Politics - Types of Pressure Groups

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  • Pressure Groups
    • Differ from political parties because they don't enter own candidates into elections and don't seek to exercise power themselves - they seek to influence government
    • Pressure groups can be small-scale and be in place for one specific reason such as protesting against a new road. Some can be large-scale and be national organisations
    • The three main types:
      • Sectional (or interest) groups
        • Seek to promote interests of an occupation or group in society. e.g. TUs represent members in negotiations with employers over wages and working conditions
        • Membership usually restricted to specific requirements such as qualifications in specific field
      • Cause (or promotional) groups
        • Focused on achieving particular goal or drawing attention to an issue or group of related issues.  A special category of cause group is one that promotes the interests of a group in society, usually one that can't stand up for itself
        • Membership usually open to anyone interested. e.g. Greenpeace in place for promoting environmental concerns.
      • Social movements
        • Similar to cause groups but are more loosely structured. Some participants may also belong to more traditional pressure groups, whereas some are just involved for a specific protest.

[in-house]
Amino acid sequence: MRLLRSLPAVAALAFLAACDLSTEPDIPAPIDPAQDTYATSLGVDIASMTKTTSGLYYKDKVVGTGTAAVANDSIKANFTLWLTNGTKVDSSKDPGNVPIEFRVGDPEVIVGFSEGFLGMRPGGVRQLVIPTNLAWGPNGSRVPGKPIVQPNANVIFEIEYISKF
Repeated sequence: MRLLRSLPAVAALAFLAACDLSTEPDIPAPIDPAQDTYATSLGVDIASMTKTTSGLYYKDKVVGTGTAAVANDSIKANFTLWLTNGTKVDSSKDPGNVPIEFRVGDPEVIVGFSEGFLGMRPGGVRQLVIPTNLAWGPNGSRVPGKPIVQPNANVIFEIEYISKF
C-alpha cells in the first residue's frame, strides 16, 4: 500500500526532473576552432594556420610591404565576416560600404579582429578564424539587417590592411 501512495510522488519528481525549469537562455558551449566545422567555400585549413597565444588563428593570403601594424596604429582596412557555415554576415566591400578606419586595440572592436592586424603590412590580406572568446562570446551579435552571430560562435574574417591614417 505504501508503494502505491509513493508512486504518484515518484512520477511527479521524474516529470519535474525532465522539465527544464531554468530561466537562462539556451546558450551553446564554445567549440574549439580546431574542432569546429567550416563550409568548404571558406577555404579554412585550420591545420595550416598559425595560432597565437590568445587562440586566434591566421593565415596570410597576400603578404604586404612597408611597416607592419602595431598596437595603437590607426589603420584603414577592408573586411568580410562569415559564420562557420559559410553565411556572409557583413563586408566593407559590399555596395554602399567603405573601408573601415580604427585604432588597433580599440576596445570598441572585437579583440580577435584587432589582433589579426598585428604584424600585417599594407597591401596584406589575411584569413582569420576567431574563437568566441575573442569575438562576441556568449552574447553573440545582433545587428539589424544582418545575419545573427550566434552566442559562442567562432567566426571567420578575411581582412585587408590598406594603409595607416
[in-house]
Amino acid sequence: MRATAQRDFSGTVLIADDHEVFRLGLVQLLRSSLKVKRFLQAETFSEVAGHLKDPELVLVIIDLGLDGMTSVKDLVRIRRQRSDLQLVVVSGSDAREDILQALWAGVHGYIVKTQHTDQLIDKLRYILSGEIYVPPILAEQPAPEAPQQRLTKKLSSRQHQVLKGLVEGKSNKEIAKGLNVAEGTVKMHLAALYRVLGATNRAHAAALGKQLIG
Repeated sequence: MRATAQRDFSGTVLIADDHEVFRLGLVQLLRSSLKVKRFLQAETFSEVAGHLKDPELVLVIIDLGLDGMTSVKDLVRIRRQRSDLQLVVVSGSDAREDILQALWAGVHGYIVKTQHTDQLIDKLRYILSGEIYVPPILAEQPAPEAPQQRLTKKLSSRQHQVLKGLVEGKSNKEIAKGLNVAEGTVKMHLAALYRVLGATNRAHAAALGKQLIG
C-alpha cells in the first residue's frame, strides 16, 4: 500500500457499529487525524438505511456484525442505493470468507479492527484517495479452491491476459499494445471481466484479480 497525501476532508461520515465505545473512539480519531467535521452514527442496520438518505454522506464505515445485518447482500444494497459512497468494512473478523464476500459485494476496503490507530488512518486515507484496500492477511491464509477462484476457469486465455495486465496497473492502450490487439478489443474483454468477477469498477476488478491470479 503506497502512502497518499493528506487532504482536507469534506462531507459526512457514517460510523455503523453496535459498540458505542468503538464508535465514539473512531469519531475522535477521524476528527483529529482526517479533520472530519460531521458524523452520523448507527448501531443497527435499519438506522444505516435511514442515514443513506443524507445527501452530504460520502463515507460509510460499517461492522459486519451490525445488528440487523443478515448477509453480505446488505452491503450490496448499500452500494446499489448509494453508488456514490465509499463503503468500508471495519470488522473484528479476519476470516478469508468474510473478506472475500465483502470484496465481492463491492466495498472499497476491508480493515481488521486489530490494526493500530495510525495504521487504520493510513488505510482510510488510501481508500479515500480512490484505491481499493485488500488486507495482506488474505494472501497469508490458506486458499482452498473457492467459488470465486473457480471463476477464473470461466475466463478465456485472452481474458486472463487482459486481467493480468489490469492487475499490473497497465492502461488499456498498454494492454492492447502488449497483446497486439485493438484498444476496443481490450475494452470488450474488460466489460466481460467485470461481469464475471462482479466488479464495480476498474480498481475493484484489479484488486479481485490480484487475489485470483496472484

• Usually politically radical and have single objective. e.g. Camps for Climate Action created for short periods in 2006-2010 to protest against expansion of Heathrow Airport, coal-fired power stations in Yorkshire and other environmental targets
    • Relations to government
      • Insider groups
        • Rely on contacts with ministers and civil servants to achieve aims. e.g. National Union of Farmers has close links with relevant government department (Defra)
        • Generally have views in line with government so they have more leverage
        • Also can be divided into low- and high-profile groups
          • Low-profile generally rely on behind the scenes contacts and don't seek publicity e.g.Howard League for Penal Reform
          • High-profile supplement lobbying with use of media to promote their cause e.g. Confederation of British Industry
      • Outsider groups
        • Not consulted by government. Aims might be far outside political mainstream meaning government is unlikely to entertain dialogue with them.
        • Some are outsider groups by choice because they want to preserve their independence and reputation for  ideological purity
      • Some interchange between being insider and outsider groups depending on government in power

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